The movie presents, in a fragmentary and somewhat nonlinear way, events in Rick's childhood, when he was seven years old (played by Kenneth Avery), and was attacked by something living in a muddy bog, and then four years later (played by Ben Kennedy), when a crude movie theater was built over the bog by whites, leading to another altercation between the boy and the malevolent presence, which may be related to the American soldier who drowned there during the war. So we're already looking not just at two time periods getting all tangled up, but three, with the two narrators presenting a clumsy and meandering recap of events from both past time frames that only gets at the impression of what happened, without doing much to pin it down. This includes Rick's elusive recollection of an even graver threat than any ghost, the unseen uncle who abused him and his sisters, only ever seen as a looming silhouette and only heard as a sharp, guttural, barking voice.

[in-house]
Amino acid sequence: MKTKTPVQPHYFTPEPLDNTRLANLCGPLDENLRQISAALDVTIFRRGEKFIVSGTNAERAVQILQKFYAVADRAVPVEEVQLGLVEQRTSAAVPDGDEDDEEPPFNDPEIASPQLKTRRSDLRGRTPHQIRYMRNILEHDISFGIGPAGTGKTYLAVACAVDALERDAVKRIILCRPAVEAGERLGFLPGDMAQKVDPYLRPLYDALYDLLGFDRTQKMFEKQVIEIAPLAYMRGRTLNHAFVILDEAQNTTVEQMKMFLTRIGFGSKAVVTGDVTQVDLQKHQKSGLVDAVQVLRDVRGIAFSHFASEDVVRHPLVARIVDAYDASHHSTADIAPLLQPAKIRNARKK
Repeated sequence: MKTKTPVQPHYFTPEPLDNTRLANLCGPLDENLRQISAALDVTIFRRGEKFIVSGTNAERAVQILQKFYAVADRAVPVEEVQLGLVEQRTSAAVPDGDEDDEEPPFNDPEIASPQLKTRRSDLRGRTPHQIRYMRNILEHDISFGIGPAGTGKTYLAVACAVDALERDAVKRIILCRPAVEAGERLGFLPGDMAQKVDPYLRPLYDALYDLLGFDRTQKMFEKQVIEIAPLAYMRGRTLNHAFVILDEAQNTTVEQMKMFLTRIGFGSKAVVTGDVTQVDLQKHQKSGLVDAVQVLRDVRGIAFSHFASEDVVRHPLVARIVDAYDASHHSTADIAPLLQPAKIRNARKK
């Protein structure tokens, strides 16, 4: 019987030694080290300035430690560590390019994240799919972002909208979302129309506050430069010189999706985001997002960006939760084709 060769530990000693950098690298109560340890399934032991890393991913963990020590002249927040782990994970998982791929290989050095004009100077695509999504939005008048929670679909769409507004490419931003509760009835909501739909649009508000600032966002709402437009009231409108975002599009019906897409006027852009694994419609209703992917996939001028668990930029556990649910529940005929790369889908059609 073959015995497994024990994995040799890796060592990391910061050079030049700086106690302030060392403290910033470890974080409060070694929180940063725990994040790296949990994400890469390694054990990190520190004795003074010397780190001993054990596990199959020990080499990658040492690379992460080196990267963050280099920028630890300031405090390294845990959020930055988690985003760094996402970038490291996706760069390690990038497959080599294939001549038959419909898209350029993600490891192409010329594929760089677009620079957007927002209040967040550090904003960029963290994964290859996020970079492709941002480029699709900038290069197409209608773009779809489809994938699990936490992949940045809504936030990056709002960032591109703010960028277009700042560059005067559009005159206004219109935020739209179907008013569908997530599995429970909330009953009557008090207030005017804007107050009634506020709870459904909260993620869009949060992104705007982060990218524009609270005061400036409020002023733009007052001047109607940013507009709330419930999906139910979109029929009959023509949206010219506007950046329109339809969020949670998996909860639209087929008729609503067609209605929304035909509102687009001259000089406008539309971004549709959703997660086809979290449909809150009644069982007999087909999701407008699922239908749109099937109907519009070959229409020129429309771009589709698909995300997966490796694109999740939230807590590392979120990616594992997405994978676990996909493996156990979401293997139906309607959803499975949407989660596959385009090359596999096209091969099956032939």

The piecemeal narration of the sequence pulls in two directions: it's about the way that time allows us to put a narrative framework around history, but it also presents that narrative in such a loose, shaggy way that it's hard to make out what's happening as more than a series of impressions. And good God, such impressions they are! Following on the aesthetic she developed in Night Cries, Moffatt sets "Mister Chuck" - and most of beDevil, for that matter - on sets that are flagrantly artificial, with solid color painted skies only a few feet from the actors, and ground that isn't even slightly pretending to be real earth. This creates both an abstract theatrical feeling, while also plunging us right into the uncanny: it both does and doesn't feel like a real location, or even a memory of a location. It feels like the minimum necessary to fulfill the requirements of the plot, though at times oddly detailed given how abstract it is. The lateral tracking shot along the swamp that opens the film (after the colorful opening credits, presenting something like a ritual dance), for example, is full of grass and dead trees and thick water ebbing and flowing, and feels quite fleshed-out, given how clearly the lighting and background are wrenching us out of anything even mildly close to realism.